Heat pumps are rapidly gaining popularity across the United States as a home heating and cooling solution. Because of their energy efficiency, they can yield great savings that can quickly become evident on a home electric bill, depending on the climate in which you live. In particular, those who live in warm climates, can see great savings from a heat pump.
How does a heat pump work? A heat pump moves heat between areas of a closed circuit, as illustrated in an infographic published by Griffith Energy Services. Depending on the outside temperature, the heat pump gets its energy from air, ground, or water, pulling heat from the most appropriate source into the evaporator, which contains refrigerant. After being heated to a gaseous state, refrigerant then travels to the compressor, which heats air while returning the refrigerant to its liquid state. In winter, the warm air is pumped into the home; in summer, a reverse valve pulls hot air out of the house instead.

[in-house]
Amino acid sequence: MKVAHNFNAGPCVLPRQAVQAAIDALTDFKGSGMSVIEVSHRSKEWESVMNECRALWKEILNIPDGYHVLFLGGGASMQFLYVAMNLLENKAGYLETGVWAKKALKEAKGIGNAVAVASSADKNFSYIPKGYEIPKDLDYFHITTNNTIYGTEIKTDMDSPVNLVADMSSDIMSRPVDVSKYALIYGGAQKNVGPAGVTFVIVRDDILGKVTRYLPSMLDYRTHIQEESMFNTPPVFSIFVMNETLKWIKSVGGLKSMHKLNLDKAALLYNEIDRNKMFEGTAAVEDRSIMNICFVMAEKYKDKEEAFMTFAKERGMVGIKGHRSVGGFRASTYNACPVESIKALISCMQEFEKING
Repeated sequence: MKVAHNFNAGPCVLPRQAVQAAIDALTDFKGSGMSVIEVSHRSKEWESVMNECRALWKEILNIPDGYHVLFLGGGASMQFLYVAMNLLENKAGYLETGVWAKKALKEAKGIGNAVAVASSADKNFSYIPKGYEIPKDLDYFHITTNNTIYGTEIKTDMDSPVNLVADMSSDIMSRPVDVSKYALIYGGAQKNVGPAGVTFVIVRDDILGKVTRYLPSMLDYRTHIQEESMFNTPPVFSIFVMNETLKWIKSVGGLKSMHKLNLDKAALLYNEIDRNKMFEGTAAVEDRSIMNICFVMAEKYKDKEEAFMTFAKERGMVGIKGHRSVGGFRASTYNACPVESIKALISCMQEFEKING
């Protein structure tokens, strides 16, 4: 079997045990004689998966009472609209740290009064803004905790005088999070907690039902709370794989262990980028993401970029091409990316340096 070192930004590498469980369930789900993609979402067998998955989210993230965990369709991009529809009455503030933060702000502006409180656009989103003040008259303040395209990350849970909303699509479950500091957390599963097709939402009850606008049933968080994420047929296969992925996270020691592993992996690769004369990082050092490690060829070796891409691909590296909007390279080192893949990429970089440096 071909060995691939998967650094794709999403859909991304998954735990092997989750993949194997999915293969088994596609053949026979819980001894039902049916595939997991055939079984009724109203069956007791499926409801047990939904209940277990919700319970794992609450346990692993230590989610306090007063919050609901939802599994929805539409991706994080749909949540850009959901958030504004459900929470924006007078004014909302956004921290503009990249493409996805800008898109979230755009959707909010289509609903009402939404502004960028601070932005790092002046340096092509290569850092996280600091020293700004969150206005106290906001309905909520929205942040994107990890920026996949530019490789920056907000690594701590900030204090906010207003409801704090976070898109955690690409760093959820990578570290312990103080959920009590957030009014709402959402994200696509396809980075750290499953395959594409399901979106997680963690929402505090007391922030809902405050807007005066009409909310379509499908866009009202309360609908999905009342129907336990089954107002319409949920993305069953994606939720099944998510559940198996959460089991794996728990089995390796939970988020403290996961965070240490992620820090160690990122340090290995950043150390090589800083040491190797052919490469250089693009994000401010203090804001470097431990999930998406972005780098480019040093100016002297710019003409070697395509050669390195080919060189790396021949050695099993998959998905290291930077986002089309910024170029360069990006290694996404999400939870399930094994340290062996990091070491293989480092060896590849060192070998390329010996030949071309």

The initial investment required to install a heat pump will cost you more than installing a traditional HVAC system, but the expense pays for itself. Heat pumps connected to any of the three heating sources can bring significant savings when compared with their traditional counterparts, but heat pumps that use geothermal, or underground, heating bring the greatest savings.
Best of all, heat pumps’ variable-speed motors, ability to work in both hot and cold weather, and heat reclaiming technology make them not only energy-efficient, but also environmentally friendly. They don’t burn fuel, and they create consistent heat dispersion in your home, avoiding hot or cold pockets. With a heat pump, you can take care of the environment while you let it take care of you.
Article Submitted By Community Writer